Another brick in the wall

I was pleased that yesterday the brick stairway was well received. Here are two more walls I have enjoyed photographing.



And no wall here but just a shot I found while looking for brick or wall shots. I vividly remember taking this.


These are shot on 3 different cameras. An M3 film camera, an M9 digital camera and an old 30D digital camera. There is much to capture in everyday life. The top image is from Florence, the Ponte Vecchio, built in its current form in 1345. A bridge is believed to have been at this site over the Arno since Roman times. ย The second image is in my local town Sai Kung. I have no idea how long the sea wall has been here in that form. The third is outside a modern building, the wet market in Sai Kung.

I think I could match image file to camera instantly but I wonder whether you could. And I bet you can’t guess which camera took this for all the tea in China. Well, Hong Kong anyway.


17 thoughts on “Another brick in the wall

  1. Nice images Andrew. I particularly like the third image. I would guess that the first one is shot on film. The last image seems to be a 6×7 medium format camera

  2. I’m going to hazard a guess that it’s the old digital camera. I’m not a photographer and I know practically nothing about cameras or film – am I allowed another guess if that is wrong?? I’m already wanting to change my mind to the film camera….

    • Ah Lottie, there are 4 cameras in total and the last shot alas is not from film. And none is medium format (Kaushal). I think people might be surprised. All I am demonstrating is that to be honest, it doesn’t matter too much what you shoot with from iPhone to Hasselblad – it depends what you want to do with the file afterwards and above all, how good an eye you have for a picture.

  3. I am not playing silly games. OK, I am. I’d say the film one was either of the two black and whites, but I’ll go for the second one because it has a rather retro look to it and no doubt I will be wrong. Especially looking at the double glazing. Perhaps I’ll switch back to the first.

    Anyway, I like the second one, so it just gets my vote for whatever. Although I might have cropped out the head. Reminds me of sea walls from when I was a kid in Bridlington, so as you have no idea of the age of the one in HK, I shall therefore pretend to be knowledgeable and tell you it is Victorian. I think.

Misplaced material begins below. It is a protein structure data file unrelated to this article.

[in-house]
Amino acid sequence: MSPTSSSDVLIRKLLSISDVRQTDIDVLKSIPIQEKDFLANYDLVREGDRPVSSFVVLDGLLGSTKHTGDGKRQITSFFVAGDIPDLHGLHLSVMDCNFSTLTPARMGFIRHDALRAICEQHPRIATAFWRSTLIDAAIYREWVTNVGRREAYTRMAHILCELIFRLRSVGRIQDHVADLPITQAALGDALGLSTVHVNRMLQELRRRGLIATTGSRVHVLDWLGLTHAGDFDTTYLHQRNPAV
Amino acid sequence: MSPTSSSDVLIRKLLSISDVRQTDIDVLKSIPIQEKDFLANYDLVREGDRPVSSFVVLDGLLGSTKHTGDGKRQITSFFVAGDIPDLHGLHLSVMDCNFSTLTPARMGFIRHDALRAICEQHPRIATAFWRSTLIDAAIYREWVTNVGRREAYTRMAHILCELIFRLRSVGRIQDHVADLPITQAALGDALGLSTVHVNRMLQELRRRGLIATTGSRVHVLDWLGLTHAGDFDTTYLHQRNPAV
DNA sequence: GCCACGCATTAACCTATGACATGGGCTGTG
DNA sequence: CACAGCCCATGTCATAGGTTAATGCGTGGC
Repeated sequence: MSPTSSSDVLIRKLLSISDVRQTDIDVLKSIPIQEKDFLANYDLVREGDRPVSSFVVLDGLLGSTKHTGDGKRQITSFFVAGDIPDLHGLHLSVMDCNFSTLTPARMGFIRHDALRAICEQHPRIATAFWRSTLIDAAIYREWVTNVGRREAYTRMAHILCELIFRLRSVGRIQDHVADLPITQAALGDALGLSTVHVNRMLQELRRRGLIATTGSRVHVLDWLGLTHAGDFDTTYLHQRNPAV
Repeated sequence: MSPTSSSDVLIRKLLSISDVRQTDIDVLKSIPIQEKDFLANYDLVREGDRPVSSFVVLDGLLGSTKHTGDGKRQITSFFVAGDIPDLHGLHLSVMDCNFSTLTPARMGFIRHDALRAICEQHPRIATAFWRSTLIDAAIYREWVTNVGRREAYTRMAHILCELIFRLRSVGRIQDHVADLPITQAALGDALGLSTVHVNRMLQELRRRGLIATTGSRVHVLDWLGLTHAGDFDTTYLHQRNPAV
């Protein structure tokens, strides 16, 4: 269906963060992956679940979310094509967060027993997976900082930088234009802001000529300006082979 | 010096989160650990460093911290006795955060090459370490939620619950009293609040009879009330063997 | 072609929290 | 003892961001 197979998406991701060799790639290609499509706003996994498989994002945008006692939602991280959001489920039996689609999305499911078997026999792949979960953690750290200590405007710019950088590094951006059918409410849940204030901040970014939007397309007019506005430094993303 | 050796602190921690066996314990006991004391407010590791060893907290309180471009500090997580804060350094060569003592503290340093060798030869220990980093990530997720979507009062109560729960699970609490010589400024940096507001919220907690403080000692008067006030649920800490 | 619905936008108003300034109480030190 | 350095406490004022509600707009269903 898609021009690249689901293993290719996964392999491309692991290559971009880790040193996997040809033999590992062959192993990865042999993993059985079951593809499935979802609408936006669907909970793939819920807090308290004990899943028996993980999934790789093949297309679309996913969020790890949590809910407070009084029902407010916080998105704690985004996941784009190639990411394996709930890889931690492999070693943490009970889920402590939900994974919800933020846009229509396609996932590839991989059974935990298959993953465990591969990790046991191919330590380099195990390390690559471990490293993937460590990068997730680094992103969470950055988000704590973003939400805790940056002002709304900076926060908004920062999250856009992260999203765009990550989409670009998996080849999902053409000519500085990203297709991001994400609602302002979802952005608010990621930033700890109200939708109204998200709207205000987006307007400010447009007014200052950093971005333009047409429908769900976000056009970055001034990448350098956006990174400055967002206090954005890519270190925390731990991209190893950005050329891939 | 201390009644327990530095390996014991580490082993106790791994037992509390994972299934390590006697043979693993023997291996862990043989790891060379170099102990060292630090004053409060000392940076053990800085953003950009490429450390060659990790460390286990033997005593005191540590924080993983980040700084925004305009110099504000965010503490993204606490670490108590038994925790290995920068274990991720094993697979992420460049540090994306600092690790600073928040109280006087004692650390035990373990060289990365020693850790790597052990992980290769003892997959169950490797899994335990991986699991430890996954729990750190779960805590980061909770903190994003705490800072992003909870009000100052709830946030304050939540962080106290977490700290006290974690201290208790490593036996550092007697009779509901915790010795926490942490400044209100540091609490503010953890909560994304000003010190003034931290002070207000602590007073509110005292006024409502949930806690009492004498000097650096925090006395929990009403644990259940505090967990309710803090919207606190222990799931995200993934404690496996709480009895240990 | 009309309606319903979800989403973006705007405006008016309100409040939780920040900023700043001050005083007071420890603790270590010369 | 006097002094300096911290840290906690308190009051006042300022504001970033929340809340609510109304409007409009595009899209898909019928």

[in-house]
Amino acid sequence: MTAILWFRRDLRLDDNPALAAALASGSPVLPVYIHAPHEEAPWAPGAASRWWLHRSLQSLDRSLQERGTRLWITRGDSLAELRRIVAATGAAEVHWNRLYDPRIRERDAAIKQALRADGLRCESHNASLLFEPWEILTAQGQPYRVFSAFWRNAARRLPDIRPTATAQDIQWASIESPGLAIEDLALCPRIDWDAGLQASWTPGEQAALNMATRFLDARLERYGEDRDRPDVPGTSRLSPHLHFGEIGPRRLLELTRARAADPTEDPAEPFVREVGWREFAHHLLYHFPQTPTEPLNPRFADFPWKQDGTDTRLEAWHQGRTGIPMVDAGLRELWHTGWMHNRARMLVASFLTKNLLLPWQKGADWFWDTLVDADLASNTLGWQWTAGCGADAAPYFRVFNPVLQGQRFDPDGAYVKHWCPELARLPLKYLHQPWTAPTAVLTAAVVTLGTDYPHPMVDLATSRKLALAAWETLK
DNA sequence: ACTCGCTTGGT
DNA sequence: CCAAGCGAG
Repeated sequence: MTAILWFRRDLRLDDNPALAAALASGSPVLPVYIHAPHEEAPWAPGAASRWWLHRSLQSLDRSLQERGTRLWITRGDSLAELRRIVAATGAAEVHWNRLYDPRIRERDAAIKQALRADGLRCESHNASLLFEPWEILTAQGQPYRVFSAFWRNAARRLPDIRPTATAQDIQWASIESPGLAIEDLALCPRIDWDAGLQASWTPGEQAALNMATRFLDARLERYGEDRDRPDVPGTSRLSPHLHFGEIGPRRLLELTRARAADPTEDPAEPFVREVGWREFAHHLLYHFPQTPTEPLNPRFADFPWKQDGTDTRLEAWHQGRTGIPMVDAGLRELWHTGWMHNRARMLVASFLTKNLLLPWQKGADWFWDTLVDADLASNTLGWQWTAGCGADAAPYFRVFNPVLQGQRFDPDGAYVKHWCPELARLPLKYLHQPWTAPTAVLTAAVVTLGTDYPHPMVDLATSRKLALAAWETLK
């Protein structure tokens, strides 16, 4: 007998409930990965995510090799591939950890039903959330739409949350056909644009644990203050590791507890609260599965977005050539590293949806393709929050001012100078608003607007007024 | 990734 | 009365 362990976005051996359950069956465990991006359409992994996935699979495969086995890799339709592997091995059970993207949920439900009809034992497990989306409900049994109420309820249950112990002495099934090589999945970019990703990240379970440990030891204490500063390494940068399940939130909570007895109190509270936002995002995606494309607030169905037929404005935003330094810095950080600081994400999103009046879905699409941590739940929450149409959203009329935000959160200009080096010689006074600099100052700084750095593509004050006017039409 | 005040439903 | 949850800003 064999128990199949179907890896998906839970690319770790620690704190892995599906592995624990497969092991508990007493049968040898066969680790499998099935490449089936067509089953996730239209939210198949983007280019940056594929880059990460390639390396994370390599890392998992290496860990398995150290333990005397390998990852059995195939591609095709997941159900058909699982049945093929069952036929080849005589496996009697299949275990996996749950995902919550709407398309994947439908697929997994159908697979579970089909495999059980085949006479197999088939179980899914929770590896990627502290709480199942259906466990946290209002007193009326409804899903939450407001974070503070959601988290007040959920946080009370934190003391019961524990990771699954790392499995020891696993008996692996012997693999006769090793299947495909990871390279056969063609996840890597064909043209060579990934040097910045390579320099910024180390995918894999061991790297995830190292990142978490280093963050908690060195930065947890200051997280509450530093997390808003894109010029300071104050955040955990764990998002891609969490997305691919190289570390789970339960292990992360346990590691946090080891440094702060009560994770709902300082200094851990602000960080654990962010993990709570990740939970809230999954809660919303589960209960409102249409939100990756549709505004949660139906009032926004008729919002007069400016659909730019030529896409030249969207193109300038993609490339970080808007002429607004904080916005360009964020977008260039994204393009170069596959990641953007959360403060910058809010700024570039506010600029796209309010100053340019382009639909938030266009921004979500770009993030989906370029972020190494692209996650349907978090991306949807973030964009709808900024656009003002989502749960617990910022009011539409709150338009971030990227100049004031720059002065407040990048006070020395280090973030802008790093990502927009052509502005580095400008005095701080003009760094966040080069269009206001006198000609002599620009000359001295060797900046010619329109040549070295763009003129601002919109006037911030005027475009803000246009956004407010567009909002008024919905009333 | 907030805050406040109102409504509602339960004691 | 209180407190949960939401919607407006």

And how is one supposed to guess the tea one? It’s digital (that’s easy ‘cos you’ve already told Lottie). Sadly you didn’t tell her which camera it was, so my intelligent guessing now stops.

    • Well I think you did rather well, Roughly. The 2nd shot is indeed the film scan. And as you suggested I cropped out the chap’s head and made it into a pano. So now its not a true 35mm format its 16:9 but WTF. It does look better. Thank you. So far you are top of the class.

      • Haha! I so like to win, especially when I don’t know what I am talking about in the company of people who do ๐Ÿ™‚ But what is my prize? And don’t forget my dating of the sea wall too. Of course it would be interesting had you left the original up too before the decapitation. I like before and afters as they are educational interesting.

        Perhaps I should like a gold star. I got two for heraldry. Gold stars were extremely coveted. To get one was fortunate, to get two, was effortless (poor attempt at paralleling Wilde).

  4. As I am viewing on the infamous greasy fingerprinted iPhone protective screen there is little chance I could match image to camera. That’s my story and I am sticking to it. Honestly, I don’t think I could more than guess anyway. I fully agree that vision is the key and the photographer is more important than the gear.
    We tend to place too much emphasis on facets of images such as sharpness rather than content. In the right hands a cheap disposable camera can create a meaningful image.

    • I just finished reading the history of Polaroid, Steve. I was surprised how many accomplished photographers had used one. I knew AA did so but many others including Mapplethorpe. That’s about as far removed from the Leica / Hasselblad scene as you can get. Gear is fun but no substitute for vision and artistry.

      • There’s nothing quite as exhilarating as that new camera smell. Unless it is the exciement of a perfectly lit and fully toned expressive image. ๐Ÿ™‚

        As a kid we called them “Parlorraid” cameras. ๐Ÿ™‚

  5. I can wager a guess but I don’t know if you have manipulated/edited any of these but I think you cropped some of them. You have so many cameras that it would be a lucky guess. The monochrome is the sharpest one, I think so it was probably a film camera.(no 2 image. ( I am behind on comments) But I merely guessed because I need new glasses (aren’t you sick of me writing about the need for new glasses)? ๐Ÿ™‚

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